School District 57 has canceled recesses for children throughout the district.
The BC Teachers Federation initiated their first stage of job action on Wednesday April 23, after voting 89 per cent in favor of a strike in early March. During the first stage, teachers are not to participate in supervision of students outside of regularly scheduled classes.
The School District announced on Tuesday morning, April 22 that recess would be canceled. A letter to parents and guardians from Brian Pepper, Superintendent of Schools for the district, says during stage one, the supervision of school grounds and bus loading areas will be carried out by management and other exempt staff of the district.
“This also means that recess will not take place until further notice,” says the letter. But not all school boards have canceled recess.
Sarah Holland, Chair of the district’s Parent Advisory Committee, says she has mixed feelings about the cancelation of recess. She understands that it does take time and often a fair bit of travel for administrative staff to supervise students, and they are also busy trying to prepare an annual budget.
“However, I also think that recess is very important to our kids,” says Holland.
Holland says the Essential Services Designation Order, issued by the Labour Relations Board for this strike action, lists the services teachers must continue to perform. She says she is not clear on what the phrasing in the order – around using “management and excluded staff to the best extent possible” – actually means, or what level of discussion took place in the district.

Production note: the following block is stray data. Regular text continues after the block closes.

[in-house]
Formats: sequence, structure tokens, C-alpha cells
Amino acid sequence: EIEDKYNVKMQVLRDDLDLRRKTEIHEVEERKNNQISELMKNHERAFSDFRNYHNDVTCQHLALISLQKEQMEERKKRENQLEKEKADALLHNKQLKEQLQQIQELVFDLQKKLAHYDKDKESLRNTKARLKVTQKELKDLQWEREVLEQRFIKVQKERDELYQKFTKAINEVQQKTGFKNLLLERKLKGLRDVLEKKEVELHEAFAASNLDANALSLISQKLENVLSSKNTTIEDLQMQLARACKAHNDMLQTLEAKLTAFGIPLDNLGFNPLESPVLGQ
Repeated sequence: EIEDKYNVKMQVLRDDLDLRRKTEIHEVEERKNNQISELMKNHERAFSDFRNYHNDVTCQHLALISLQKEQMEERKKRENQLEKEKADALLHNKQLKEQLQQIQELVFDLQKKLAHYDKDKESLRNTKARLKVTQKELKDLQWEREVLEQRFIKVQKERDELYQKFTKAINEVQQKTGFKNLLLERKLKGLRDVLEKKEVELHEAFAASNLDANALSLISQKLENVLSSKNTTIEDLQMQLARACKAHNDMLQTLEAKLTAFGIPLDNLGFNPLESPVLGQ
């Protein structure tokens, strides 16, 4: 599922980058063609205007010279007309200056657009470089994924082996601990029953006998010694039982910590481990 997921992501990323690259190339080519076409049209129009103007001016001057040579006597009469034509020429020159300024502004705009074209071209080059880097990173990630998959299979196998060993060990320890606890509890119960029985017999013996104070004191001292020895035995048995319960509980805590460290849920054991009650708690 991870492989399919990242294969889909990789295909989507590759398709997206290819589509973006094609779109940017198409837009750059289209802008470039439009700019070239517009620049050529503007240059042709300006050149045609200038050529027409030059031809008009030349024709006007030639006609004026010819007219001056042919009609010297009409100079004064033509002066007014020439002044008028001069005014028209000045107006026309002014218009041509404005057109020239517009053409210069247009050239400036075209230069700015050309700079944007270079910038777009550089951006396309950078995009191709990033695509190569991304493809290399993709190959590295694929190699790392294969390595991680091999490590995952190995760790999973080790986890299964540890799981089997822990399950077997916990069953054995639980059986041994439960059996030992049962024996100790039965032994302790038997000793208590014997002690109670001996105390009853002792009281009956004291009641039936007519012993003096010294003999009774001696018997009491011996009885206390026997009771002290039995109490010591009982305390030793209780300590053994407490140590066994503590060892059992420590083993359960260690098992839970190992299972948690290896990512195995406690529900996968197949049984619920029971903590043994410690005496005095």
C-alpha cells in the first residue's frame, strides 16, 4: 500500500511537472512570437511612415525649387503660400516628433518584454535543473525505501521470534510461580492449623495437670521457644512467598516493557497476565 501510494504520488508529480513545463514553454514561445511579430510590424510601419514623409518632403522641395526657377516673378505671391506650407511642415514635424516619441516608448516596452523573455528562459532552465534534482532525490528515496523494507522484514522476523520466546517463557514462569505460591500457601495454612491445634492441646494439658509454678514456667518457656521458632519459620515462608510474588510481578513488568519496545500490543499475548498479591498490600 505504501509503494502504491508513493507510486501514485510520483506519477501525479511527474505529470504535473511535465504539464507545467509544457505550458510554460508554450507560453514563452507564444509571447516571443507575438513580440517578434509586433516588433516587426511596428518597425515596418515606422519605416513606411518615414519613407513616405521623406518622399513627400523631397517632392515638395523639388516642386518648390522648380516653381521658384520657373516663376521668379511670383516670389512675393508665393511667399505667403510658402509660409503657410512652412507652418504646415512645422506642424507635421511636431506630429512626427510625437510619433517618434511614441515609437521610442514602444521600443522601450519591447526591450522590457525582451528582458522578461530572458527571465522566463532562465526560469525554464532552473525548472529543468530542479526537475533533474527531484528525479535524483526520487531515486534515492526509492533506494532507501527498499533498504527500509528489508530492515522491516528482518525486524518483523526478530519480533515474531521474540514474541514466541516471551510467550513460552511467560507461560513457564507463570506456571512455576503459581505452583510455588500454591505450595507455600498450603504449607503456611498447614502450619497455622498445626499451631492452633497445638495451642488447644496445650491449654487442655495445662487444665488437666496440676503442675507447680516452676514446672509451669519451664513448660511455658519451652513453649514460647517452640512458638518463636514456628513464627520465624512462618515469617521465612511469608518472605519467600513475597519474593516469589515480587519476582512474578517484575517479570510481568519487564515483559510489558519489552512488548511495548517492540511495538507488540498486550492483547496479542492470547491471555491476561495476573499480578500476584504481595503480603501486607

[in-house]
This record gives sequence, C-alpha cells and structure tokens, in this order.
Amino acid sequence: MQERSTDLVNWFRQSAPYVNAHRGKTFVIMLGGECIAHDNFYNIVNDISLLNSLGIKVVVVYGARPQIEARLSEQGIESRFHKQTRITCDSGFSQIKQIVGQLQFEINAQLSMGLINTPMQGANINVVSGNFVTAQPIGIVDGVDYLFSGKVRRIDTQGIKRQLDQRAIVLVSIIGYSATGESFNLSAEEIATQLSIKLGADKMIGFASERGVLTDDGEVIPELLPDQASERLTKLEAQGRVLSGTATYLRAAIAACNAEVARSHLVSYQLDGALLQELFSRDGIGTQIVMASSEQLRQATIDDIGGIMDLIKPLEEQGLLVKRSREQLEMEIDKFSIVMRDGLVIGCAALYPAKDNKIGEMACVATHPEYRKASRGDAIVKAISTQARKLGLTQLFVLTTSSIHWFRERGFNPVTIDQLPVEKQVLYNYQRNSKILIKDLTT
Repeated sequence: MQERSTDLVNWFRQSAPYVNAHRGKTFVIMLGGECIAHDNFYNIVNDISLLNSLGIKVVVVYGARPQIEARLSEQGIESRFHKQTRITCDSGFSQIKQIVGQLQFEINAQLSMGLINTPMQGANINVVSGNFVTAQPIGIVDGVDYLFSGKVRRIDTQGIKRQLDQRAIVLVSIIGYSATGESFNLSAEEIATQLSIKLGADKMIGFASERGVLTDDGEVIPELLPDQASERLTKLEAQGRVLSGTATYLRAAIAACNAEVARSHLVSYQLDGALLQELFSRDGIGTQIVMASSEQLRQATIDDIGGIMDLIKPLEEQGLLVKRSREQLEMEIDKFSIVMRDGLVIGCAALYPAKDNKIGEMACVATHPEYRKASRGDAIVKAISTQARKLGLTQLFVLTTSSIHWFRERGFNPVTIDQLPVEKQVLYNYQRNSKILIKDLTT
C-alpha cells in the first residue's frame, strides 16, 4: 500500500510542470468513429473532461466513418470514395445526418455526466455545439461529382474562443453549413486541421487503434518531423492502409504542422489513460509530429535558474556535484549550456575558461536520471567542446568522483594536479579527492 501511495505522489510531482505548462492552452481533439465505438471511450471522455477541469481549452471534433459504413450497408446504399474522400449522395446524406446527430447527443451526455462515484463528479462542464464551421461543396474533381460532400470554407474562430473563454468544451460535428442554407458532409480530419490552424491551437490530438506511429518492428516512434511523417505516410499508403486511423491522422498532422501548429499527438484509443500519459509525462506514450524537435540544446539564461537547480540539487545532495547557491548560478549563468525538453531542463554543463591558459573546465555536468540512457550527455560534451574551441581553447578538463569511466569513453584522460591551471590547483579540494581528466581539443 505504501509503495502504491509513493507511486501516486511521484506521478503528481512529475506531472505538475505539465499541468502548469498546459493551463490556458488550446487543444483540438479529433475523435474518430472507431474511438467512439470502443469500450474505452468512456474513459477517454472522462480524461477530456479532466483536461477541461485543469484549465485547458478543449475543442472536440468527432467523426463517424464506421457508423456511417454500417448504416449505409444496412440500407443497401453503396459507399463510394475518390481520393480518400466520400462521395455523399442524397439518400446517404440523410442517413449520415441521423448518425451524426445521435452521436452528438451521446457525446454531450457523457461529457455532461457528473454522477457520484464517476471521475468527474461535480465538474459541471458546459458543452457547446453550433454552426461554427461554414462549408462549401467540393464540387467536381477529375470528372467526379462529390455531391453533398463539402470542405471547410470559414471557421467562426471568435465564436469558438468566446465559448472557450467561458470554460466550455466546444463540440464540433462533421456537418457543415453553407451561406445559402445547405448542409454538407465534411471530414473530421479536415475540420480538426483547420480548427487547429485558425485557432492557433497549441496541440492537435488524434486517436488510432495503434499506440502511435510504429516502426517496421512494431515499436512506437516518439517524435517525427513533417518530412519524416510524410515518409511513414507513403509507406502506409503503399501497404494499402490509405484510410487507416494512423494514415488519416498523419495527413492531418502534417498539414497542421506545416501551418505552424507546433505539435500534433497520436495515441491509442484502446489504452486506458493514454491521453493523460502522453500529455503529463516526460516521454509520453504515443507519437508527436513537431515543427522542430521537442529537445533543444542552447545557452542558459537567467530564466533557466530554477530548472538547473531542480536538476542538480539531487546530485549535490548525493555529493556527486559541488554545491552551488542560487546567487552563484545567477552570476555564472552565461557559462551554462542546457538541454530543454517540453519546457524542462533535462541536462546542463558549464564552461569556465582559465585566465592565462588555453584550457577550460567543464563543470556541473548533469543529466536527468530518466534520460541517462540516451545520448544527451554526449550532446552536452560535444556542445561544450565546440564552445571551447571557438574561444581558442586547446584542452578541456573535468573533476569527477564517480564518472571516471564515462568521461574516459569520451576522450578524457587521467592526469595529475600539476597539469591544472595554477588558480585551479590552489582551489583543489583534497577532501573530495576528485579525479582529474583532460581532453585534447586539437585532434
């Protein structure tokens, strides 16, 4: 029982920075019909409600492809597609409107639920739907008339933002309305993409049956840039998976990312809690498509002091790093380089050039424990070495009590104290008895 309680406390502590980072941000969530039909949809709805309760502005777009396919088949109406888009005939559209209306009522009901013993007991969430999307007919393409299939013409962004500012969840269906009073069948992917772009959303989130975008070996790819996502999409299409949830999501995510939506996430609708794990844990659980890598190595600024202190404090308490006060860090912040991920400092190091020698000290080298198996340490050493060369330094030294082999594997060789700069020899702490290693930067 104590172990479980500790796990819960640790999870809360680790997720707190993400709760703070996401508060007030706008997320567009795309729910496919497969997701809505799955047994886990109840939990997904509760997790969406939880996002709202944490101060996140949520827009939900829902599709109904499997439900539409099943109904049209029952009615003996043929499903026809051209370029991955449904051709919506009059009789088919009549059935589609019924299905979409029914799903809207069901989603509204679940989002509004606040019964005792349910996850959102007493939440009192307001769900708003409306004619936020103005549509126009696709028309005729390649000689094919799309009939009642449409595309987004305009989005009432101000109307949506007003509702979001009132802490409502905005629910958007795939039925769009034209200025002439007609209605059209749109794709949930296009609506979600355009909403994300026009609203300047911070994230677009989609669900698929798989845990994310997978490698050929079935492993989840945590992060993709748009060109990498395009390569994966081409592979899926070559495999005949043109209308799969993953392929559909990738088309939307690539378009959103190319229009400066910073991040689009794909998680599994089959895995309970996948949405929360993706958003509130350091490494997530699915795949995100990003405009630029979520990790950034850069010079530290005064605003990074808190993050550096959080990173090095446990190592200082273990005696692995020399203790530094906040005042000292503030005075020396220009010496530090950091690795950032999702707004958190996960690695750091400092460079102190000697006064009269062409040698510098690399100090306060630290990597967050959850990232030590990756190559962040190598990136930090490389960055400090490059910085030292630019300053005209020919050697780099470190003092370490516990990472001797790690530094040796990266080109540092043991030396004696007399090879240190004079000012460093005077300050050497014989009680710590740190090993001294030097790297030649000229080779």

Tina Cousins, President of the Prince George District Teachers Association, says she was told on Tuesday morning in a meeting with Pepper that recess was canceled, and says there was no discussion about it.
Cousins says teachers often cover recesses in rural areas, or they are covered by CUPE Education Assistants. She says administration could have continued with recess, they just had to exhaust their list of administrative and exempt staff before using teachers.
“Safety of our students is very important to all of us.” Cousins said if there was a shortage in supervisors available for recess, teachers would have covered. “The bottom line is administrator inconvenience.” She says they’ve chosen not to disrupt the work day of administrators and other staff by canceling recess, and only 12 districts in the province have made the same decision.
The BC Supreme Court ruled in early 2011 that the government’s Bills 27 and 28 of 2002, which stripped teachers’ bargaining rights and guarantees for class size and support for students with special needs, were unconstitutional.
The government was given a year to reinstate bargaining rights and 2002 levels for class size and composition. In 2012, the government introduced Bill 22, which prohibited teachers from bargaining on issues like class size and composition and staff levels, and imposed a two-year wage freeze. The BCTF filed court action in June 2012 over the government’s failure to address the Supreme Court’s ruling, and the government announced in February 2014 it would appeal.
Under the current stage one, teachers are also not to attend meetings with management except health and safety committees, are not to communicate with administration other than verbally, or be at the school more than one hour before and after instructional time, other than for pre-arranged voluntary activities.
Principals Dan Kenkel of Valemount Secondary and Derrick Shaw of McBride Secondary say schedules for their schools have not changed due to the cancellation of recess. Schedules for Valemount Elementary and McBride Centennial have changes slightly, with classes starting seven minutes later and ending eight minutes earlier.